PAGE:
The nuclear power industry in the United States has had a history of wild swings from optimism to pessimism to fatalism. After the first wave of over 100 nuclear reactors that were planned in the 1960's and 1970's was completed, there has been a span of 2 decades without a new reactor being built. Then, starting in the early 2000's, a new feeling of optimism arose as the nuclear industry, electric utilities, the US government, and even some environmental organizations realized that nuclear power could be the solution to the world's global warming problem. And with the high cost of fossil fuel (at a time before hydraulic fracturing technology
drove natural gas prices to historic lows), most in the industry believed that new nuclear plants could be built quickly and be cost competitive with other new power sources. These plants would incorporate new technology and advanced safety features, would be governed under new streamlined government regulations to avoid costly design changes mid-construction, would apply lessons learned during construction of the earlier plants, and would have access to competitive financing with federal loan guarantees. There were four fundamentals behind this belief:
- New designs by firms such as Westinghouse (AP1000 design) would be both simpler to construct and fundamentally safer.
- Construction would be based on a "standard plant" that could be applied widely across the Central and Eastern US, with only relatively minor site specific revisions, and would be approved in advance by the Nuclear Regulatory Commission (NRC).
- Regulations, as implemented by the NRC, would be both stable and more streamlined. For example, the NRC would issue a joint construction and operating license to the operator.
- The US government would provide loan guarantees which would open up competitive financing options for the project and reduce finance costs.
This was considered the beginning of the "nuclear renaissance". Between 2007 and 2009, 13 companies applied to the NRC for construction and operating licenses to build 31 new nuclear power reactors in the US. It appeared that the nuclear renaissance was real.
The anticipated boom started off on a positive note with two projects receiving US Department of Energy loan guarantees under the new regulations - Southern Company's Plant Vogtle (2 units) in Georgia and SCANA's Virgil C Summer (2 units) in South Carolina. The same plant design and equipment (AP1000 by Westinghouse) and general contractor (the Shaw Group) were contracted for both Vogtle and Summer, which was expected to provide consistency and savings due to economies of scale. For example. Shaw only needed to establish one pre-fabrication facility to provide modules for both projects.
Site preparation work began in 2009 on the two projects. Despite some early optimism and construction progress, the first few years of construction showed that expectations were too lofty, and both projects experienced significant cost overruns and schedule delays. The first major execution change came in July 2012 when CB&I acquired Shaw and took over construction management. Then in October 2015, when faced with further cost and schedule impacts, Westinghouse acquired CB&I to better control and manage construction. The cost estimates for the new reactors at Plant Vogtle had increased from the initial estimate of $6.1 billion to approximately $7.5 billion each, and commercial operation dates slipped by 3 years to 2019 and 2020. The VC Summer reactors' cost increased from $9.8 billion to approximately $14 billion in total, and schedule also slipped by 3 years. In February 2017 Toshiba, the parent company of Westinghouse, announced that it was writing down $6.3 billion of value attributed to Westinghouse based on performance of the two projects, followed quickly in March 2017 with Westinghouse filng for bankruptcy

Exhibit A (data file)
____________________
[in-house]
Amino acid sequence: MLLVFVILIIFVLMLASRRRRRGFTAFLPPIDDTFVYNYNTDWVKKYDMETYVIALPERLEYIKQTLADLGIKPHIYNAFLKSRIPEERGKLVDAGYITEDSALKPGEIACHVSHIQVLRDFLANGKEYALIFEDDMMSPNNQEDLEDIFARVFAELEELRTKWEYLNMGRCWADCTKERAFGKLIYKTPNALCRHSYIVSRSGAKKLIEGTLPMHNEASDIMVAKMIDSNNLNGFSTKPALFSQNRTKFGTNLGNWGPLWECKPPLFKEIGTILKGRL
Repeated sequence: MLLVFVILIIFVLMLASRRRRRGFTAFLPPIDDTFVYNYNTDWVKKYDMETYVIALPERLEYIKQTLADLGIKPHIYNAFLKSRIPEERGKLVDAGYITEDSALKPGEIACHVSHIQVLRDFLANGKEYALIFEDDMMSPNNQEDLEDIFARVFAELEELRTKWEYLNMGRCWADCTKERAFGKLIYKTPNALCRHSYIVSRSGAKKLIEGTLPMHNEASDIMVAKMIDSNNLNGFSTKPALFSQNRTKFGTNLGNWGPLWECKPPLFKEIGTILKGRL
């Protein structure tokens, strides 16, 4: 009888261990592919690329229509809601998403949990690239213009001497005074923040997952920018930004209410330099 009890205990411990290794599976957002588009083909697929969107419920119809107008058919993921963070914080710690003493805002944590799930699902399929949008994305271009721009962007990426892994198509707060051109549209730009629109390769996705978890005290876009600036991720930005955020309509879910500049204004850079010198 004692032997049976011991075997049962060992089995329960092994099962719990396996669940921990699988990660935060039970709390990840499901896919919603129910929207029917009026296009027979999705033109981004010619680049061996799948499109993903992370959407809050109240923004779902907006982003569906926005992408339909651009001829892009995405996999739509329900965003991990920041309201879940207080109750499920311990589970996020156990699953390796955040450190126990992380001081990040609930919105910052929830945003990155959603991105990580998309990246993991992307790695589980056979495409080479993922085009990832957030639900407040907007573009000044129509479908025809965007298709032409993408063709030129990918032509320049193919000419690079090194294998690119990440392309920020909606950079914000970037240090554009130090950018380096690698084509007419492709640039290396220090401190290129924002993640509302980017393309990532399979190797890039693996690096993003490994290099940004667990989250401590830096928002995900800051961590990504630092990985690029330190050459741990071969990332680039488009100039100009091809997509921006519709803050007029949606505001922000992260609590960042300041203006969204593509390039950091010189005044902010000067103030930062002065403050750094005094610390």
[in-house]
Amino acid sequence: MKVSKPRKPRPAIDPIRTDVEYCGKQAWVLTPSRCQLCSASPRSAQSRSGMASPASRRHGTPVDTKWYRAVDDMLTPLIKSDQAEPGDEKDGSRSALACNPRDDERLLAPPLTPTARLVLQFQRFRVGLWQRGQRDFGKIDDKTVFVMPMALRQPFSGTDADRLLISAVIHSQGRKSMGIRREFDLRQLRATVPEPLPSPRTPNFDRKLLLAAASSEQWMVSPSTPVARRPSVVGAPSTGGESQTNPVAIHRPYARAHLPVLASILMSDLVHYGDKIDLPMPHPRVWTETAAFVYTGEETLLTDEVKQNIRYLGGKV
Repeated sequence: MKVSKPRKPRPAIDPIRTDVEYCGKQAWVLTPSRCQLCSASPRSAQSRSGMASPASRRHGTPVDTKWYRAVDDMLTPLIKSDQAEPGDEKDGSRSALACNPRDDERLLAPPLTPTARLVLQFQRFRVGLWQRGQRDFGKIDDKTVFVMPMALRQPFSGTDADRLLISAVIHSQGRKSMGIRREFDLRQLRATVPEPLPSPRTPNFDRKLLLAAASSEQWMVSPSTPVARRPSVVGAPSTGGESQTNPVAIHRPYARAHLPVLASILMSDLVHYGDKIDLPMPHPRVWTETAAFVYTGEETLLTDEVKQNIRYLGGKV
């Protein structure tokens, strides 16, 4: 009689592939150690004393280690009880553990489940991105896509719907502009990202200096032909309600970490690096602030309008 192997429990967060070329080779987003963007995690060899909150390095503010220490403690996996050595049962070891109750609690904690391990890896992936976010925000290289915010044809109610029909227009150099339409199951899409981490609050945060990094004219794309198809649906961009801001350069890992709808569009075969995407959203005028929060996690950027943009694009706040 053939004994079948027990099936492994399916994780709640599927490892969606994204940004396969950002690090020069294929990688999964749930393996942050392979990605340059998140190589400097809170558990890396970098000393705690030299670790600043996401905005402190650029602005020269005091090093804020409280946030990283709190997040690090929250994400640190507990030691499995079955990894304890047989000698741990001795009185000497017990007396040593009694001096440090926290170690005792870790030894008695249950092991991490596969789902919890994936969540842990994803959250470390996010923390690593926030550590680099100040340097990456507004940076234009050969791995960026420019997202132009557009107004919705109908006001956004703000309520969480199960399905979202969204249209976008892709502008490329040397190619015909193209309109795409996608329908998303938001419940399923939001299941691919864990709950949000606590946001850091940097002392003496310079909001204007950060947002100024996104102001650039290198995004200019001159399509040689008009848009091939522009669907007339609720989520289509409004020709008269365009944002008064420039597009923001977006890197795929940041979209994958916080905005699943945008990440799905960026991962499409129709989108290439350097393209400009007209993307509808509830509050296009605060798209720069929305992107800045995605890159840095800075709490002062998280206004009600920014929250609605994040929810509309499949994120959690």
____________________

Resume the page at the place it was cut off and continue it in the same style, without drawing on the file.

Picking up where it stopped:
Although Toshiba committed to reimbursing the plant owners many billions of dollars to finish the projects, even the illusion of a price guarantee to protect shareholders and customers was gone. In July 2017 VC Summer was cancelled, and all eyes were on the last of the new projects, Plant Vogtle. In a move that surprised many, Southern Company decided to continue with Vogtle, and the Georgia Public Service Commission approved the plan in December 2017. Vogtle also benefitted from a larger cash settlement from Toshiba as well as larger DOE loan guarantees.
In July 2023, the first Vogtle reactor began operations
(see Figure 2) with Vogtle 4 then scheduled for the end of the year. The final cost for the two reactors is expected to exceed $30 billion vs. the $14 billion approved in 2012, i.e., just over a factor of 2. Total construction duration will be 14 years vs. the 7 years originally envisioned, again, a factor of 2.
The anticipated nuclear renaissance was never realized. The industry didn't have too high a bar to clear for these projects to improve on the earlier wave of nuclear projects, but the history of the 1970s and 1980s appears to have been re-lived. The irony of the situation is that, other than Vogtle, the only new nuclear reactor to come online to date during the nuclear renaissance is Watts Bar 2 unit
(Figure 3), on which construction actually started in 1974 before it was mothballed.
As a result of the closures of older plants and lack of new units, nuclear power generation in the US reached a peak in 2010 and has since been declining (Figure 4). See also OWOE: How many nuclear reactors are there in the United States?